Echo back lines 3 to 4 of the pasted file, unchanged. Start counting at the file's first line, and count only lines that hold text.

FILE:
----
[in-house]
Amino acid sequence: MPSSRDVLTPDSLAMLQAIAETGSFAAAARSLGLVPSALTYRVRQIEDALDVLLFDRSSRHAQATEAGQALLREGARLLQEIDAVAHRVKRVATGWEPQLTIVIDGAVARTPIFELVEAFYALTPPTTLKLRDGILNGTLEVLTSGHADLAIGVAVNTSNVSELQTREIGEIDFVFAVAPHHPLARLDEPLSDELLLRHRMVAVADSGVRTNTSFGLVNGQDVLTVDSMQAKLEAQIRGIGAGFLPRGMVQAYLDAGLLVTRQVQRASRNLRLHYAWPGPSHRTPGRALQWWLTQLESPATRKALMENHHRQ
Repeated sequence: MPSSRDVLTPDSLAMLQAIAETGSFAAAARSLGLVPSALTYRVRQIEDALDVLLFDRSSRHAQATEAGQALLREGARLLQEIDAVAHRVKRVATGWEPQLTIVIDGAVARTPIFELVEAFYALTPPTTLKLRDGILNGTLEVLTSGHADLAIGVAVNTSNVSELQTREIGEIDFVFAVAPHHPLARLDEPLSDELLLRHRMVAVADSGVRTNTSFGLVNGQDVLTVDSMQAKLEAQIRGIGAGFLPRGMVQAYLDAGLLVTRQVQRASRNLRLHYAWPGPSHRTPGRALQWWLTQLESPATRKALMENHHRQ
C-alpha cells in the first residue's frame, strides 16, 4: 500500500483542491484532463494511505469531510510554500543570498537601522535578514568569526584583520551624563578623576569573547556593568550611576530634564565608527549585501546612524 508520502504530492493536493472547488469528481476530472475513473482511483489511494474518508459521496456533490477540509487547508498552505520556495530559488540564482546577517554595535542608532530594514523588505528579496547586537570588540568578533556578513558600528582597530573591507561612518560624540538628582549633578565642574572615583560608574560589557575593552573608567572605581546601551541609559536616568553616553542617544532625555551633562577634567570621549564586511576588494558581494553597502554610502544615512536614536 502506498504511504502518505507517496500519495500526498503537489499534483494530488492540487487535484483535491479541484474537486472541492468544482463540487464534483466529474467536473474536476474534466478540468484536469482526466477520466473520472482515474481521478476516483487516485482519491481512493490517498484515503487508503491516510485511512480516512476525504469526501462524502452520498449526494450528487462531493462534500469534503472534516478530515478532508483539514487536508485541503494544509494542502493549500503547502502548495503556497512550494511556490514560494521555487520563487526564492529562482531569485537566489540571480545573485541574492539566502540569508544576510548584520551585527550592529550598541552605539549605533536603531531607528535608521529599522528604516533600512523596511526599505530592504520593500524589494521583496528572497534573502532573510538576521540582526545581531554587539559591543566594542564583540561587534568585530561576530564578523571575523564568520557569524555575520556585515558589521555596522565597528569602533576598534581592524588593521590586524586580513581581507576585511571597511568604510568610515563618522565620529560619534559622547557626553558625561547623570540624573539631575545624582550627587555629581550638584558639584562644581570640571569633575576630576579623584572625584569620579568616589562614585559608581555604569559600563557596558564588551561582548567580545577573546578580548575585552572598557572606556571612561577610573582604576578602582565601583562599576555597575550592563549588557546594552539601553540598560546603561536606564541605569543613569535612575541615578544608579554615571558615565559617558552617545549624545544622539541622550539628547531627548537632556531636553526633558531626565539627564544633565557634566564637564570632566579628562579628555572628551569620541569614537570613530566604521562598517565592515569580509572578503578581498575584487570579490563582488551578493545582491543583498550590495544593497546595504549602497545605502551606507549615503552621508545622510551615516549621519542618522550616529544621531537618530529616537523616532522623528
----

Repeated sequence: MPSSRDVLTPDSLAMLQAIAETGSFAAAARSLGLVPSALTYRVRQIEDALDVLLFDRSSRHAQATEAGQALLREGARLLQEIDAVAHRVKRVATGWEPQLTIVIDGAVARTPIFELVEAFYALTPPTTLKLRDGILNGTLEVLTSGHADLAIGVAVNTSNVSELQTREIGEIDFVFAVAPHHPLARLDEPLSDELLLRHRMVAVADSGVRTNTSFGLVNGQDVLTVDSMQAKLEAQIRGIGAGFLPRGMVQAYLDAGLLVTRQVQRASRNLRLHYAWPGPSHRTPGRALQWWLTQLESPATRKALMENHHRQ
C-alpha cells in the first residue's frame, strides 16, 4: 500500500483542491484532463494511505469531510510554500543570498537601522535578514568569526584583520551624563578623576569573547556593568550611576530634564565608527549585501546612524 508520502504530492493536493472547488469528481476530472475513473482511483489511494474518508459521496456533490477540509487547508498552505520556495530559488540564482546577517554595535542608532530594514523588505528579496547586537570588540568578533556578513558600528582597530573591507561612518560624540538628582549633578565642574572615583560608574560589557575593552573608567572605581546601551541609559536616568553616553542617544532625555551633562577634567570621549564586511576588494558581494553597502554610502544615512536614536 502506498504511504502518505507517496500519495500526498503537489499534483494530488492540487487535484483535491479541484474537486472541492468544482463540487464534483466529474467536473474536476474534466478540468484536469482526466477520466473520472482515474481521478476516483487516485482519491481512493490517498484515503487508503491516510485511512480516512476525504469526501462524502452520498449526494450528487462531493462534500469534503472534516478530515478532508483539514487536508485541503494544509494542502493549500503547502502548495503556497512550494511556490514560494521555487520563487526564492529562482531569485537566489540571480545573485541574492539566502540569508544576510548584520551585527550592529550598541552605539549605533536603531531607528535608521529599522528604516533600512523596511526599505530592504520593500524589494521583496528572497534573502532573510538576521540582526545581531554587539559591543566594542564583540561587534568585530561576530564578523571575523564568520557569524555575520556585515558589521555596522565597528569602533576598534581592524588593521590586524586580513581581507576585511571597511568604510568610515563618522565620529560619534559622547557626553558625561547623570540624573539631575545624582550627587555629581550638584558639584562644581570640571569633575576630576579623584572625584569620579568616589562614585559608581555604569559600563557596558564588551561582548567580545577573546578580548575585552572598557572606556571612561577610573582604576578602582565601583562599576555597575550592563549588557546594552539601553540598560546603561536606564541605569543613569535612575541615578544608579554615571558615565559617558552617545549624545544622539541622550539628547531627548537632556531636553526633558531626565539627564544633565557634566564637564570632566579628562579628555572628551569620541569614537570613530566604521562598517565592515569580509572578503578581498575584487570579490563582488551578493545582491543583498550590495544593497546595504549602497545605502551606507549615503552621508545622510551615516549621519542618522550616529544621531537618530529616537523616532522623528